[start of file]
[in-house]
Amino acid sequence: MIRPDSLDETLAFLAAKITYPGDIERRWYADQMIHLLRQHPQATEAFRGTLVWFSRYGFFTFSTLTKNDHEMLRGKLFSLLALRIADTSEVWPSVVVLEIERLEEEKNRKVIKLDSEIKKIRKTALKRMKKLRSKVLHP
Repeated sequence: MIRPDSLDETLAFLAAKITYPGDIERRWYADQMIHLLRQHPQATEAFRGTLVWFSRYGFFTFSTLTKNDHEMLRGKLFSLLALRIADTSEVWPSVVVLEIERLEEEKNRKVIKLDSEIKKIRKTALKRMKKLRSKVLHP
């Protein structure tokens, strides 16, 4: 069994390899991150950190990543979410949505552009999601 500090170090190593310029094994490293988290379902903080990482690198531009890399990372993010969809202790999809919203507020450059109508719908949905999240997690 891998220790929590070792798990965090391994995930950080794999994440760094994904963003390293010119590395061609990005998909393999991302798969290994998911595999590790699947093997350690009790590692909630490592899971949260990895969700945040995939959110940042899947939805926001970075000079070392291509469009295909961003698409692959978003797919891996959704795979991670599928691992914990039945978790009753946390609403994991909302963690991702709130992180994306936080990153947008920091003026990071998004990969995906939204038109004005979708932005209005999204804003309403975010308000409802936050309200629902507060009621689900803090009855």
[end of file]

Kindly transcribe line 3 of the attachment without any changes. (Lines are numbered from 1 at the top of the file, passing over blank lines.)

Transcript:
Repeated sequence: MIRPDSLDETLAFLAAKITYPGDIERRWYADQMIHLLRQHPQATEAFRGTLVWFSRYGFFTFSTLTKNDHEMLRGKLFSLLALRIADTSEVWPSVVVLEIERLEEEKNRKVIKLDSEIKKIRKTALKRMKKLRSKVLHP